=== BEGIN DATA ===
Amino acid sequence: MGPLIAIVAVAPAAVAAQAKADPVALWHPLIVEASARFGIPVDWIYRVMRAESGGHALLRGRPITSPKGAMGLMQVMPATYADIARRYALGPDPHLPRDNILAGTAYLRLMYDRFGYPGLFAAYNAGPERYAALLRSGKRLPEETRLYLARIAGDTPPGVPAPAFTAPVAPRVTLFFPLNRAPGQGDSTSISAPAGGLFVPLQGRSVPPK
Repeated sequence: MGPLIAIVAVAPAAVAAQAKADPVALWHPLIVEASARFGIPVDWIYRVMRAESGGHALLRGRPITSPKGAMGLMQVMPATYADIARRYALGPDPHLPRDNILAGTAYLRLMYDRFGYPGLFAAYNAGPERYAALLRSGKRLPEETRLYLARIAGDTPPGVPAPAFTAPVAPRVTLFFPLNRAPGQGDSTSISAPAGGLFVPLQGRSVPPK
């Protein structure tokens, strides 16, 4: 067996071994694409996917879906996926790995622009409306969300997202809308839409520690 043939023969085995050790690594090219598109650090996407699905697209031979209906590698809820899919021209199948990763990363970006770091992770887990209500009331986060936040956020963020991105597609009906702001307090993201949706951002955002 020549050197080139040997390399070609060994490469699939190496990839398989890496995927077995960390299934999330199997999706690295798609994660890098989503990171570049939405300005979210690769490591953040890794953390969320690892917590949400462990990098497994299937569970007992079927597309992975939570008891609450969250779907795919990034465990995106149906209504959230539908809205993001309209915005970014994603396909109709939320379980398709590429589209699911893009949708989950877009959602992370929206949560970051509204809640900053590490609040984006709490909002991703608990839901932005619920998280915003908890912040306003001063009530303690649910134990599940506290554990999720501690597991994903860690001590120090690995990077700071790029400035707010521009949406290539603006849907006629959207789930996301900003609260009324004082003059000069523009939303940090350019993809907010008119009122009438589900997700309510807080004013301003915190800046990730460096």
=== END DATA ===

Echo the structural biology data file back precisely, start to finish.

Amino acid sequence: MGPLIAIVAVAPAAVAAQAKADPVALWHPLIVEASARFGIPVDWIYRVMRAESGGHALLRGRPITSPKGAMGLMQVMPATYADIARRYALGPDPHLPRDNILAGTAYLRLMYDRFGYPGLFAAYNAGPERYAALLRSGKRLPEETRLYLARIAGDTPPGVPAPAFTAPVAPRVTLFFPLNRAPGQGDSTSISAPAGGLFVPLQGRSVPPK
Repeated sequence: MGPLIAIVAVAPAAVAAQAKADPVALWHPLIVEASARFGIPVDWIYRVMRAESGGHALLRGRPITSPKGAMGLMQVMPATYADIARRYALGPDPHLPRDNILAGTAYLRLMYDRFGYPGLFAAYNAGPERYAALLRSGKRLPEETRLYLARIAGDTPPGVPAPAFTAPVAPRVTLFFPLNRAPGQGDSTSISAPAGGLFVPLQGRSVPPK
């Protein structure tokens, strides 16, 4: 067996071994694409996917879906996926790995622009409306969300997202809308839409520690 043939023969085995050790690594090219598109650090996407699905697209031979209906590698809820899919021209199948990763990363970006770091992770887990209500009331986060936040956020963020991105597609009906702001307090993201949706951002955002 020549050197080139040997390399070609060994490469699939190496990839398989890496995927077995960390299934999330199997999706690295798609994660890098989503990171570049939405300005979210690769490591953040890794953390969320690892917590949400462990990098497994299937569970007992079927597309992975939570008891609450969250779907795919990034465990995106149906209504959230539908809205993001309209915005970014994603396909109709939320379980398709590429589209699911893009949708989950877009959602992370929206949560970051509204809640900053590490609040984006709490909002991703608990839901932005619920998280915003908890912040306003001063009530303690649910134990599940506290554990999720501690597991994903860690001590120090690995990077700071790029400035707010521009949406290539603006849907006629959207789930996301900003609260009324004082003059000069523009939303940090350019993809907010008119009122009438589900997700309510807080004013301003915190800046990730460096």